by: Rafael Pastor Gonzalez
Water and Sewage Journal
Mircrobiologically Induced Corrosion (MIC) is a biochemical process through which sulpher compunds present in wasterwater are transformed, through a complicated, multiple-step process, into sulphuric acid. This acid generation tales place directly over the surface, about the waterwater level, and can quickly lead to serious structural damage.
MIC takes place naturally over any waterwater facility where hydrogen sulphide is released from the wastewater. If the amount of hydrogen sulphide is small, the effects can be negligible throughout the entire designed lifespan of the sewer system, but under certain circumstances, MIC can also lead to critical structal damage in periods as short as four years.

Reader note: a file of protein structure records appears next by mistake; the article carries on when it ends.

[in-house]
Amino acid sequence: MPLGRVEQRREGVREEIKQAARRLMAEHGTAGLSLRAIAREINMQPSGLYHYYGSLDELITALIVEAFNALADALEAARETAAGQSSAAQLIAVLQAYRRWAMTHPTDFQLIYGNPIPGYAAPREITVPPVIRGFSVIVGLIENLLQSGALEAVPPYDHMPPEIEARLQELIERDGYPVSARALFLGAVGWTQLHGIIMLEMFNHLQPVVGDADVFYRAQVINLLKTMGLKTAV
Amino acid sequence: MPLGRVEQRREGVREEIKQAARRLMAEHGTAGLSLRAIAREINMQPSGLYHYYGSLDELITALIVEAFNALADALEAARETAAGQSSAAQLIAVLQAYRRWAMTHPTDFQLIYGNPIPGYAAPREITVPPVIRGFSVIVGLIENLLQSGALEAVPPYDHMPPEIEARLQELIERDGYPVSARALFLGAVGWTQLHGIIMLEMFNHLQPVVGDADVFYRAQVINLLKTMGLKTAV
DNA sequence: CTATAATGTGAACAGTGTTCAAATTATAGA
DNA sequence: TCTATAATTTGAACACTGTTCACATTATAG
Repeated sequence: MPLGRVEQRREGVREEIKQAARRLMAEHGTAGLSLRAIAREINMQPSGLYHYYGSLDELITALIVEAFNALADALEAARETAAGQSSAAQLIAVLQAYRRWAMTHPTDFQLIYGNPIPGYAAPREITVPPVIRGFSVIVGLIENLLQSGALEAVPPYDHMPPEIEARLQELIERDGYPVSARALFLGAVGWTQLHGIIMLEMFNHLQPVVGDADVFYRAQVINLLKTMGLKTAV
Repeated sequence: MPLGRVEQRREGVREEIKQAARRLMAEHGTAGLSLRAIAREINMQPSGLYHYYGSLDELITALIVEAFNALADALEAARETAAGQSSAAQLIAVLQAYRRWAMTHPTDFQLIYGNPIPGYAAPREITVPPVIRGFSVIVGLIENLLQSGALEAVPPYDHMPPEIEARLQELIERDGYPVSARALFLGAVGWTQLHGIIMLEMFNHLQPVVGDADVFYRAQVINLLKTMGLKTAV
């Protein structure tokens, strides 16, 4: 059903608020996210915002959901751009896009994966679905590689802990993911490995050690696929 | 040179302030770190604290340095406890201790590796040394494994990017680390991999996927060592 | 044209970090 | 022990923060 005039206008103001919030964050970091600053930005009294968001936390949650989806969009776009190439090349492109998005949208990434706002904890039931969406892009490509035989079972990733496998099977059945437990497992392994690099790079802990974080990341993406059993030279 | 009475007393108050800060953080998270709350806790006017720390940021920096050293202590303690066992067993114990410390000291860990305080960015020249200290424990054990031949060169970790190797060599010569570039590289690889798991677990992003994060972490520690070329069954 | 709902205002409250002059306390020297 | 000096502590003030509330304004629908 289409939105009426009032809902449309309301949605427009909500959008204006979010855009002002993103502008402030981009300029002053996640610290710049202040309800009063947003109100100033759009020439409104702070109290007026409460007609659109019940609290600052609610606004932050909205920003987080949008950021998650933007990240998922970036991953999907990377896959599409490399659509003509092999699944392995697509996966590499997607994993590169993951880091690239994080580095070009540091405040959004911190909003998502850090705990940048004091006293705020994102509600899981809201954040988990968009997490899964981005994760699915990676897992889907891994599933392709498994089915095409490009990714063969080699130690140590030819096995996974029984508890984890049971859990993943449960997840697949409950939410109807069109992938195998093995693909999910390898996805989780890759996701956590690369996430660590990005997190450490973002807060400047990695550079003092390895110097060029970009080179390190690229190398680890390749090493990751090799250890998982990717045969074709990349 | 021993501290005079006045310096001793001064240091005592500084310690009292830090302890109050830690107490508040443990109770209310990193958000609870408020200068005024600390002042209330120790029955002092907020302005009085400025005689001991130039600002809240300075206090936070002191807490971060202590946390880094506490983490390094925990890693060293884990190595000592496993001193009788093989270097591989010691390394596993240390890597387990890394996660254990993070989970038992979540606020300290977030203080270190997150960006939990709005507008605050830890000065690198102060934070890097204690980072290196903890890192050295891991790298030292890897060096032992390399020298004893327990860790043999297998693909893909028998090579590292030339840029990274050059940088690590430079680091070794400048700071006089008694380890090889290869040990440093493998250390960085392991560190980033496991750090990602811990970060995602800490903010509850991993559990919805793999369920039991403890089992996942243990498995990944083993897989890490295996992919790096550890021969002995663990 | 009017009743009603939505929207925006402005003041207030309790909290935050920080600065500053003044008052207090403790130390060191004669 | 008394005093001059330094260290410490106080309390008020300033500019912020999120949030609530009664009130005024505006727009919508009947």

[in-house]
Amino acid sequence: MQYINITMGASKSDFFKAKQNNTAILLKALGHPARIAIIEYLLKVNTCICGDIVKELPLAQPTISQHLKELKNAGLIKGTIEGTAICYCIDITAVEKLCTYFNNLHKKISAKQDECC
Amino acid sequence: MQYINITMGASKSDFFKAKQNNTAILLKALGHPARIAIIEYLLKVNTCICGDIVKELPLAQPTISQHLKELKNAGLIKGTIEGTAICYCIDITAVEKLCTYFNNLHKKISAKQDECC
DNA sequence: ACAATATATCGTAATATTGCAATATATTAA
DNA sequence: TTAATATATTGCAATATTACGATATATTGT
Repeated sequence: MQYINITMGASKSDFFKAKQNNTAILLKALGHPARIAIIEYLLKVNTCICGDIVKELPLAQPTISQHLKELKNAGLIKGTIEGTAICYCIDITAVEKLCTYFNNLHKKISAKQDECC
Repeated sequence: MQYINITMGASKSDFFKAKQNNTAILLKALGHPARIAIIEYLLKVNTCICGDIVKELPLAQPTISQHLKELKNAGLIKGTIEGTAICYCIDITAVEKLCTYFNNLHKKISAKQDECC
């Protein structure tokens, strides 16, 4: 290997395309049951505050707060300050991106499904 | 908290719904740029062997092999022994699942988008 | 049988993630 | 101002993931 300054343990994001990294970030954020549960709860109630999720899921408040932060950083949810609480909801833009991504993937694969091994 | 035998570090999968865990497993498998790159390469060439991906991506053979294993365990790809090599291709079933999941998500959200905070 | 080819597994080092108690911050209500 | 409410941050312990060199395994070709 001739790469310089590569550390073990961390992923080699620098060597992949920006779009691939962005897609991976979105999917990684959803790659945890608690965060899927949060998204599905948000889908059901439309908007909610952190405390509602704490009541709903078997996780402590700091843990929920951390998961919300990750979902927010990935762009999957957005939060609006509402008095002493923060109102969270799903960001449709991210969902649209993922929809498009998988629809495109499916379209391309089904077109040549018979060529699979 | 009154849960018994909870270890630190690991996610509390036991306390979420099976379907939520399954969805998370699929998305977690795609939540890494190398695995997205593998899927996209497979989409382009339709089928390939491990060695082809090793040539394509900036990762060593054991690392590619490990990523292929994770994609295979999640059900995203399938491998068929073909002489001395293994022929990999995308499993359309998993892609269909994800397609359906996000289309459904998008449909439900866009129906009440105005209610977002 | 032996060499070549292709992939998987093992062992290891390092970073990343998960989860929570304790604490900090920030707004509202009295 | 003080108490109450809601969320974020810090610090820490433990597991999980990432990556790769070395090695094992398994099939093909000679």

Please click the link below in "Attachments" to read the complete publication (PDF)